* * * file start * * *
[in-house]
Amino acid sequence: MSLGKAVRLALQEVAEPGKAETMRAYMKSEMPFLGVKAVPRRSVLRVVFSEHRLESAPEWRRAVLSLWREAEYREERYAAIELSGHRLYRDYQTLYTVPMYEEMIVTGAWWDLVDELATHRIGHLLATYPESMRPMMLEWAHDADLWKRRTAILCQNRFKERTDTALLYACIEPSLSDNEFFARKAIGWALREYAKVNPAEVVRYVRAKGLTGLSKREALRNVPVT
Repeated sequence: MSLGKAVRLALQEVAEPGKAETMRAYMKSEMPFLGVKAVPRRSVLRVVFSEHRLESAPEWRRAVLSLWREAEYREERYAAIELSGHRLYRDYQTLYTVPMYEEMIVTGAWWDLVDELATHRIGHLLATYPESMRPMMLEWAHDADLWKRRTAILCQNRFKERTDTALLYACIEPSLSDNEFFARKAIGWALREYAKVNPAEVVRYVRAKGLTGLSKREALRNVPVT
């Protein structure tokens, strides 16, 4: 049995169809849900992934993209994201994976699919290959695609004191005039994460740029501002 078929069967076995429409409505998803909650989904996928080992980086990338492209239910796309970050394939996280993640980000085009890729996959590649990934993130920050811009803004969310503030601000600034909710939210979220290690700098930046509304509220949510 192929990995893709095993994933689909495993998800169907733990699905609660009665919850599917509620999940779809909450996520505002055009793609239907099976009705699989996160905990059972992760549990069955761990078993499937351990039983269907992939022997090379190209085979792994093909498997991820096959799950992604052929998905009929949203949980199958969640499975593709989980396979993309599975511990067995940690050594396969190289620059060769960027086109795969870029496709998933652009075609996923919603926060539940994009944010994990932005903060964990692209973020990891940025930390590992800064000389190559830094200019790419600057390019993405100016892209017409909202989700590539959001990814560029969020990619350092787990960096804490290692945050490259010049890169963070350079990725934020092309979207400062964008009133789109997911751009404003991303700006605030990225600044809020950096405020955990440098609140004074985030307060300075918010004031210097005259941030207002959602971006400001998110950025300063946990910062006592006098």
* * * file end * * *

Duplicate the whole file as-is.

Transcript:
[in-house]
Amino acid sequence: MSLGKAVRLALQEVAEPGKAETMRAYMKSEMPFLGVKAVPRRSVLRVVFSEHRLESAPEWRRAVLSLWREAEYREERYAAIELSGHRLYRDYQTLYTVPMYEEMIVTGAWWDLVDELATHRIGHLLATYPESMRPMMLEWAHDADLWKRRTAILCQNRFKERTDTALLYACIEPSLSDNEFFARKAIGWALREYAKVNPAEVVRYVRAKGLTGLSKREALRNVPVT
Repeated sequence: MSLGKAVRLALQEVAEPGKAETMRAYMKSEMPFLGVKAVPRRSVLRVVFSEHRLESAPEWRRAVLSLWREAEYREERYAAIELSGHRLYRDYQTLYTVPMYEEMIVTGAWWDLVDELATHRIGHLLATYPESMRPMMLEWAHDADLWKRRTAILCQNRFKERTDTALLYACIEPSLSDNEFFARKAIGWALREYAKVNPAEVVRYVRAKGLTGLSKREALRNVPVT
């Protein structure tokens, strides 16, 4: 049995169809849900992934993209994201994976699919290959695609004191005039994460740029501002 078929069967076995429409409505998803909650989904996928080992980086990338492209239910796309970050394939996280993640980000085009890729996959590649990934993130920050811009803004969310503030601000600034909710939210979220290690700098930046509304509220949510 192929990995893709095993994933689909495993998800169907733990699905609660009665919850599917509620999940779809909450996520505002055009793609239907099976009705699989996160905990059972992760549990069955761990078993499937351990039983269907992939022997090379190209085979792994093909498997991820096959799950992604052929998905009929949203949980199958969640499975593709989980396979993309599975511990067995940690050594396969190289620059060769960027086109795969870029496709998933652009075609996923919603926060539940994009944010994990932005903060964990692209973020990891940025930390590992800064000389190559830094200019790419600057390019993405100016892209017409909202989700590539959001990814560029969020990619350092787990960096804490290692945050490259010049890169963070350079990725934020092309979207400062964008009133789109997911751009404003991303700006605030990225600044809020950096405020955990440098609140004074985030307060300075918010004031210097005259941030207002959602971006400001998110950025300063946990910062006592006098």